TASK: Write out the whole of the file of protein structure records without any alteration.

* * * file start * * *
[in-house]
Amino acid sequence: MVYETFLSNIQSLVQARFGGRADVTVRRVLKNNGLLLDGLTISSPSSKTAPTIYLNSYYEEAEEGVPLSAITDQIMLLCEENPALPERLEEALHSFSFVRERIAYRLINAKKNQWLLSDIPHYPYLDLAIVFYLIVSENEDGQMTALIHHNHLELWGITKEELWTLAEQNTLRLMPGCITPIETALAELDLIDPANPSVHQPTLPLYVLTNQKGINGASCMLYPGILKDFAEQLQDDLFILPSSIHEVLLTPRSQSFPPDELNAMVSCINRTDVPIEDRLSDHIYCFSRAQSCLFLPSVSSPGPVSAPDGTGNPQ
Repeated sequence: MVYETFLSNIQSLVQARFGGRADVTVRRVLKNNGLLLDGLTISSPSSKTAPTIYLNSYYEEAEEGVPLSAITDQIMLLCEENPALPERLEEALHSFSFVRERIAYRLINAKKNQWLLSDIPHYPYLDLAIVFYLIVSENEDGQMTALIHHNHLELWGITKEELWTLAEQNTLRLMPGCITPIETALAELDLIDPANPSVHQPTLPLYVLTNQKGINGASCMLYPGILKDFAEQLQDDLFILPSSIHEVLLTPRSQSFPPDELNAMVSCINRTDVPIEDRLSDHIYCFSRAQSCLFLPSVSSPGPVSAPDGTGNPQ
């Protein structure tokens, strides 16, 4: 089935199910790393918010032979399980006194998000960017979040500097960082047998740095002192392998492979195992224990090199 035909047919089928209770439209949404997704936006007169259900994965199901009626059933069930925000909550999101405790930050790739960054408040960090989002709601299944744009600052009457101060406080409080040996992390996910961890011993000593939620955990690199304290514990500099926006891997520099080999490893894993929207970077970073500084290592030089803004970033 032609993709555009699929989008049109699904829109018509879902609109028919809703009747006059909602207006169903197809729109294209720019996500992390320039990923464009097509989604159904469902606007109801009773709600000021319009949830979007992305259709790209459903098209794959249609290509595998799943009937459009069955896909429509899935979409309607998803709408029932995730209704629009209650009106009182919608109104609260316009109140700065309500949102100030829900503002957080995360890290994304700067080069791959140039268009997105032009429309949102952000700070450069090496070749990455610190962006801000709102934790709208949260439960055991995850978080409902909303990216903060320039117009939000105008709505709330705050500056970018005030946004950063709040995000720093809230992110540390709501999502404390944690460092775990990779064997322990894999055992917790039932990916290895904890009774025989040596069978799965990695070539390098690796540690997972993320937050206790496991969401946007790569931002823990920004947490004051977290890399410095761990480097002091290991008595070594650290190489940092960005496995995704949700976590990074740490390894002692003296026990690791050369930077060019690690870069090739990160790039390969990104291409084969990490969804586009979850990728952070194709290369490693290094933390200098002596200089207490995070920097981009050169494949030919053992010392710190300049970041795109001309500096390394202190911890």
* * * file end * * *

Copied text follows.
[in-house]
Amino acid sequence: MVYETFLSNIQSLVQARFGGRADVTVRRVLKNNGLLLDGLTISSPSSKTAPTIYLNSYYEEAEEGVPLSAITDQIMLLCEENPALPERLEEALHSFSFVRERIAYRLINAKKNQWLLSDIPHYPYLDLAIVFYLIVSENEDGQMTALIHHNHLELWGITKEELWTLAEQNTLRLMPGCITPIETALAELDLIDPANPSVHQPTLPLYVLTNQKGINGASCMLYPGILKDFAEQLQDDLFILPSSIHEVLLTPRSQSFPPDELNAMVSCINRTDVPIEDRLSDHIYCFSRAQSCLFLPSVSSPGPVSAPDGTGNPQ
Repeated sequence: MVYETFLSNIQSLVQARFGGRADVTVRRVLKNNGLLLDGLTISSPSSKTAPTIYLNSYYEEAEEGVPLSAITDQIMLLCEENPALPERLEEALHSFSFVRERIAYRLINAKKNQWLLSDIPHYPYLDLAIVFYLIVSENEDGQMTALIHHNHLELWGITKEELWTLAEQNTLRLMPGCITPIETALAELDLIDPANPSVHQPTLPLYVLTNQKGINGASCMLYPGILKDFAEQLQDDLFILPSSIHEVLLTPRSQSFPPDELNAMVSCINRTDVPIEDRLSDHIYCFSRAQSCLFLPSVSSPGPVSAPDGTGNPQ
């Protein structure tokens, strides 16, 4: 089935199910790393918010032979399980006194998000960017979040500097960082047998740095002192392998492979195992224990090199 035909047919089928209770439209949404997704936006007169259900994965199901009626059933069930925000909550999101405790930050790739960054408040960090989002709601299944744009600052009457101060406080409080040996992390996910961890011993000593939620955990690199304290514990500099926006891997520099080999490893894993929207970077970073500084290592030089803004970033 032609993709555009699929989008049109699904829109018509879902609109028919809703009747006059909602207006169903197809729109294209720019996500992390320039990923464009097509989604159904469902606007109801009773709600000021319009949830979007992305259709790209459903098209794959249609290509595998799943009937459009069955896909429509899935979409309607998803709408029932995730209704629009209650009106009182919608109104609260316009109140700065309500949102100030829900503002957080995360890290994304700067080069791959140039268009997105032009429309949102952000700070450069090496070749990455610190962006801000709102934790709208949260439960055991995850978080409902909303990216903060320039117009939000105008709505709330705050500056970018005030946004950063709040995000720093809230992110540390709501999502404390944690460092775990990779064997322990894999055992917790039932990916290895904890009774025989040596069978799965990695070539390098690796540690997972993320937050206790496991969401946007790569931002823990920004947490004051977290890399410095761990480097002091290991008595070594650290190489940092960005496995995704949700976590990074740490390894002692003296026990690791050369930077060019690690870069090739990160790039390969990104291409084969990490969804586009979850990728952070194709290369490693290094933390200098002596200089207490995070920097981009050169494949030919053992010392710190300049970041795109001309500096390394202190911890």